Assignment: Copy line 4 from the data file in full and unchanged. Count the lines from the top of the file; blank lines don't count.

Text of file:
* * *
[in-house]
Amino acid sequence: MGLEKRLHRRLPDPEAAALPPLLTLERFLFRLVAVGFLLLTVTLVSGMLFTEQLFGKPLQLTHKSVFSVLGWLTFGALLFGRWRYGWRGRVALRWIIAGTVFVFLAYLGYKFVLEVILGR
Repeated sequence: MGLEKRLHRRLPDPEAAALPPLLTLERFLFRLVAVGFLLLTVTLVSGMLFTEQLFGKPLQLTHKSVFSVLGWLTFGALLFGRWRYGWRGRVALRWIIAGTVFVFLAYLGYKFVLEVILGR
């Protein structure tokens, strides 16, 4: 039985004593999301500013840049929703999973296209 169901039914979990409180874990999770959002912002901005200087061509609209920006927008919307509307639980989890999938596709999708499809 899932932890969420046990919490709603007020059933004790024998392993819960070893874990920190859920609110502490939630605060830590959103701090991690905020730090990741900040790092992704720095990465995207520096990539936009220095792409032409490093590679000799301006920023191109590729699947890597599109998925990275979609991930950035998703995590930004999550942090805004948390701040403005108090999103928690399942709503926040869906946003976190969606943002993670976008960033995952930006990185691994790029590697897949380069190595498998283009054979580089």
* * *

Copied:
């Protein structure tokens, strides 16, 4: 039985004593999301500013840049929703999973296209 169901039914979990409180874990999770959002912002901005200087061509609209920006927008919307509307639980989890999938596709999708499809 899932932890969420046990919490709603007020059933004790024998392993819960070893874990920190859920609110502490939630605060830590959103701090991690905020730090990741900040790092992704720095990465995207520096990539936009220095792409032409490093590679000799301006920023191109590729699947890597599109998925990275979609991930950035998703995590930004999550942090805004948390701040403005108090999103928690399942709503926040869906946003976190969606943002993670976008960033995952930006990185691994790029590697897949380069190595498998283009054979580089």